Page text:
I came to Australia to do a master of environmental management. I had a couple of student type of jobs to 'survive', always concerned about the economy, I didn't exactly know why but something didn't seem to be right, specifically in terms of economic development and environmental degradation, sustainability seemed impossible in these terms. However, money and economics always seemed to be the main platform sustaining our delusions. Then I met Paula and Alvaro, who God put in my way to start a conscious process of awakening. After many many maaaaany personal issues around frustrating mainstream green jobs, I ended up attending an Awakening the Dreamer Symposium, became a CAIBU, also member of Brislets and Transition Annerley, all with the purpose to get out of the old dream and built a new one for the global population.

In all this research about money I decided to tap into my own narrow idea that if your work is good you must be a volunteer or if you get some money, it must be very little. Then I came up with Changing the Economic Dream event and said "ok, the basic problem with money is that it is hoarded because it's been kept scarce so you create some sort of feeling of never having enough, or always needing more because otherwise you won't be able to live. Also, the way we create money makes it more available to those who already have it, and more scarce to those who already lack it...right, I'll charge enough to cover the costs, enough to provide an excellent event and enough to reinvest and redistribute profits amongst those who also want to change the economic structure but like me, lack the tool". 

From the moment I made the price known to the public, I started a frantic race to make sure everything was covered. I abandoned my self to the event, all sorts of anxious feelings came up, the head would not stop asking me questions, all day sitting in front of the computer, trying to be everywhere at once, the house started to reflect my inner state of unease, my personal relationships also reflected that, plus I haven't been able to make clear to people what is it that I want from this and future events. Then I got a series of emails that took me deeper into my fear to failure and further away from my inner peace. Things that usually didn't affect me, started to do so, I became more vulnerable to the 'out there' world and felt into the old game of allowing the illusion of the world to impact my state of being. I felt into the game of "you" and "me", and "those who hurt me"...I discovered that my relationship to money is not at all healed and that I have a fear to failure, but I also remember that there is no way to fail because in any case I will learn. Once I pass away some time in the future, what will happen to failure?? Failure doesn't exist...I'm not here for others to think that I am perfect. If I depend on what others think and say of me, then I am prey of the world, then I am not in the world but of the world. I even discovered that I was giving strict monetary value to all my work!! As if money reflects the true value of what we do...that is how entrenched the illusion is.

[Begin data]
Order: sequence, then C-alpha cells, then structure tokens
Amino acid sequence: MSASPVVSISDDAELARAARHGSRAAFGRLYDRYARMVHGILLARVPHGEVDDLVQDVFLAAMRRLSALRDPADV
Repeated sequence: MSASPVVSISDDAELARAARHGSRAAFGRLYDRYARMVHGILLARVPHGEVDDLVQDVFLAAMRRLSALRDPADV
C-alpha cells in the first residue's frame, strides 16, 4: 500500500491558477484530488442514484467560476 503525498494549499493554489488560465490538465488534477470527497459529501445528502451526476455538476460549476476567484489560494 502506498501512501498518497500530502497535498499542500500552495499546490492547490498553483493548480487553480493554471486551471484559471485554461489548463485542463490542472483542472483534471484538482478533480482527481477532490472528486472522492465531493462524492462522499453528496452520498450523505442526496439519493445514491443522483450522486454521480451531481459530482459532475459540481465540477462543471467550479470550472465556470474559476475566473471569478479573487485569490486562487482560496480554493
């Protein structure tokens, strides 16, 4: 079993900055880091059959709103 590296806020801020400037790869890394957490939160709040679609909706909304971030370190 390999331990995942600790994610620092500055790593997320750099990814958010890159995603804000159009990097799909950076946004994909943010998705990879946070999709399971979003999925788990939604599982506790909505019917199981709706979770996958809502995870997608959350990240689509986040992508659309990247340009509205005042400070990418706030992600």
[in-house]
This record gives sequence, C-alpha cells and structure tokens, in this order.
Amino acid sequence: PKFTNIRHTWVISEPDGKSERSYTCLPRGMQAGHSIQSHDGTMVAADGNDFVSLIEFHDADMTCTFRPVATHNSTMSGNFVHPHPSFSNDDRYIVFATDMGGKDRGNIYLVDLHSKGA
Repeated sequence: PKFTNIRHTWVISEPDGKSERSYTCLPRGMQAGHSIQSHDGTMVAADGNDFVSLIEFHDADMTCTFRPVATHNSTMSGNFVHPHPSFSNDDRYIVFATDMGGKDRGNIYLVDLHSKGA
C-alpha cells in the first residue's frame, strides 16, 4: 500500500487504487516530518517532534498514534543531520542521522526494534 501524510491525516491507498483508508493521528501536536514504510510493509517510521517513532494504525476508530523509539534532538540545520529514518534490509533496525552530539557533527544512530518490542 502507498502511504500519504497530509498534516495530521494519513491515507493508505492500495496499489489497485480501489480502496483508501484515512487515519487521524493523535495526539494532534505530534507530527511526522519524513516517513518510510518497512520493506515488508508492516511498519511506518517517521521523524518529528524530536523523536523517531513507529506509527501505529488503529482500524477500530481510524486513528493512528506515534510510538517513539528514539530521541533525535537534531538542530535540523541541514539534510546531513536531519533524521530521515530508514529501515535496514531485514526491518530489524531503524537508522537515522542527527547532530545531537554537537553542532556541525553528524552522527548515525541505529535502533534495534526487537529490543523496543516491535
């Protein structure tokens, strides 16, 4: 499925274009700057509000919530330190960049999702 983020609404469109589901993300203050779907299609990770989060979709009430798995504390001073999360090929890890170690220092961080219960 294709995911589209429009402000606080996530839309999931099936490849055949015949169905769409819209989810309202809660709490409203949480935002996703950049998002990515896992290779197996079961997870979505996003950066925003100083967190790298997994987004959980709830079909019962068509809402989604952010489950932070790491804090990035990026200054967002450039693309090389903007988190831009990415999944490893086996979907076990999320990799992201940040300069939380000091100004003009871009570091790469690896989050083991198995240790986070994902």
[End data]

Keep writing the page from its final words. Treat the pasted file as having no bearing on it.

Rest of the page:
Big breath....a week away with family and the opportunity to sit in front of the sea, recharge my batteries and return to daily spiritual practices, learn from my plants, thank all this and start returning to the flow of Life and the Love of God.  There is nothing wrong with money. I believe that the problem is our relationship with it. That is, our relationship with ourselves that is reflected in how we see money, how we create it, why we create it, what we use it for and what we want to do with it. Our relationship with money says quite a lot of how we see ourselves and how we value our actions. Money is a catalyst of social processes but it is us who make of it a limitation to the full expression of what we are capable of.